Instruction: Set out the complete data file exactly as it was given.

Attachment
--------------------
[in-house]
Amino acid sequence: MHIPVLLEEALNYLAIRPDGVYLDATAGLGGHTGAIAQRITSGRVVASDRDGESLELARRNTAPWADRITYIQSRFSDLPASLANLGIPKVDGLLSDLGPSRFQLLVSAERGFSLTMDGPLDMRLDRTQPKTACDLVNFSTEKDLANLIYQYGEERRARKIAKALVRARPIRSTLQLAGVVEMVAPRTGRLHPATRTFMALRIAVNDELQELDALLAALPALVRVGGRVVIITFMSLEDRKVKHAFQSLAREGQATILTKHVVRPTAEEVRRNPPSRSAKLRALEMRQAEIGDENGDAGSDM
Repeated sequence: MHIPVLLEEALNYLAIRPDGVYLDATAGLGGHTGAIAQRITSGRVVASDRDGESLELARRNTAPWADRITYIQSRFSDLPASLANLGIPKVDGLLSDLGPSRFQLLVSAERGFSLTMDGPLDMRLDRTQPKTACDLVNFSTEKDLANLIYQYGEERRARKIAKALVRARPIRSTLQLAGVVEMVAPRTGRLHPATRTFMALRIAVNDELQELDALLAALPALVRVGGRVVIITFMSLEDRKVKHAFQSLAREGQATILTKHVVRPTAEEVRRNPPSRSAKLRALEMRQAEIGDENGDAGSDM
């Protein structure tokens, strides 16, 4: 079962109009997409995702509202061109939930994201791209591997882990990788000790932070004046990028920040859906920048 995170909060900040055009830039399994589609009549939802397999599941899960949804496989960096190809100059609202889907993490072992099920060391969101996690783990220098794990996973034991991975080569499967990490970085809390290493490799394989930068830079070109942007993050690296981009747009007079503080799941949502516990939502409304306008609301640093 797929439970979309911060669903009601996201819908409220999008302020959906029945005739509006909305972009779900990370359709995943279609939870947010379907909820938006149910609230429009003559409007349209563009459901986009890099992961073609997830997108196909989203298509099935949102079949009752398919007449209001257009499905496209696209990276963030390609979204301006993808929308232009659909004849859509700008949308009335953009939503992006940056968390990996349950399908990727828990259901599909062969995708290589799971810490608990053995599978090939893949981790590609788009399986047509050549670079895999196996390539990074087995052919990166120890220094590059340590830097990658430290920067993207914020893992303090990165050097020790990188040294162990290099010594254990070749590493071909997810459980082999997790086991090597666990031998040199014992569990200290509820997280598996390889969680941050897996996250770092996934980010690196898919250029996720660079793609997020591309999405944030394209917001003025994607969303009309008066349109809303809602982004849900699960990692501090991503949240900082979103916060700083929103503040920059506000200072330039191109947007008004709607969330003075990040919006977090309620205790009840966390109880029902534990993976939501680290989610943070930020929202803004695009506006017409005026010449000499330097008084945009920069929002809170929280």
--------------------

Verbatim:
[in-house]
Amino acid sequence: MHIPVLLEEALNYLAIRPDGVYLDATAGLGGHTGAIAQRITSGRVVASDRDGESLELARRNTAPWADRITYIQSRFSDLPASLANLGIPKVDGLLSDLGPSRFQLLVSAERGFSLTMDGPLDMRLDRTQPKTACDLVNFSTEKDLANLIYQYGEERRARKIAKALVRARPIRSTLQLAGVVEMVAPRTGRLHPATRTFMALRIAVNDELQELDALLAALPALVRVGGRVVIITFMSLEDRKVKHAFQSLAREGQATILTKHVVRPTAEEVRRNPPSRSAKLRALEMRQAEIGDENGDAGSDM
Repeated sequence: MHIPVLLEEALNYLAIRPDGVYLDATAGLGGHTGAIAQRITSGRVVASDRDGESLELARRNTAPWADRITYIQSRFSDLPASLANLGIPKVDGLLSDLGPSRFQLLVSAERGFSLTMDGPLDMRLDRTQPKTACDLVNFSTEKDLANLIYQYGEERRARKIAKALVRARPIRSTLQLAGVVEMVAPRTGRLHPATRTFMALRIAVNDELQELDALLAALPALVRVGGRVVIITFMSLEDRKVKHAFQSLAREGQATILTKHVVRPTAEEVRRNPPSRSAKLRALEMRQAEIGDENGDAGSDM
């Protein structure tokens, strides 16, 4: 079962109009997409995702509202061109939930994201791209591997882990990788000790932070004046990028920040859906920048 995170909060900040055009830039399994589609009549939802397999599941899960949804496989960096190809100059609202889907993490072992099920060391969101996690783990220098794990996973034991991975080569499967990490970085809390290493490799394989930068830079070109942007993050690296981009747009007079503080799941949502516990939502409304306008609301640093 797929439970979309911060669903009601996201819908409220999008302020959906029945005739509006909305972009779900990370359709995943279609939870947010379907909820938006149910609230429009003559409007349209563009459901986009890099992961073609997830997108196909989203298509099935949102079949009752398919007449209001257009499905496209696209990276963030390609979204301006993808929308232009659909004849859509700008949308009335953009939503992006940056968390990996349950399908990727828990259901599909062969995708290589799971810490608990053995599978090939893949981790590609788009399986047509050549670079895999196996390539990074087995052919990166120890220094590059340590830097990658430290920067993207914020893992303090990165050097020790990188040294162990290099010594254990070749590493071909997810459980082999997790086991090597666990031998040199014992569990200290509820997280598996390889969680941050897996996250770092996934980010690196898919250029996720660079793609997020591309999405944030394209917001003025994607969303009309008066349109809303809602982004849900699960990692501090991503949240900082979103916060700083929103503040920059506000200072330039191109947007008004709607969330003075990040919006977090309620205790009840966390109880029902534990993976939501680290989610943070930020929202803004695009506006017409005026010449000499330097008084945009920069929002809170929280």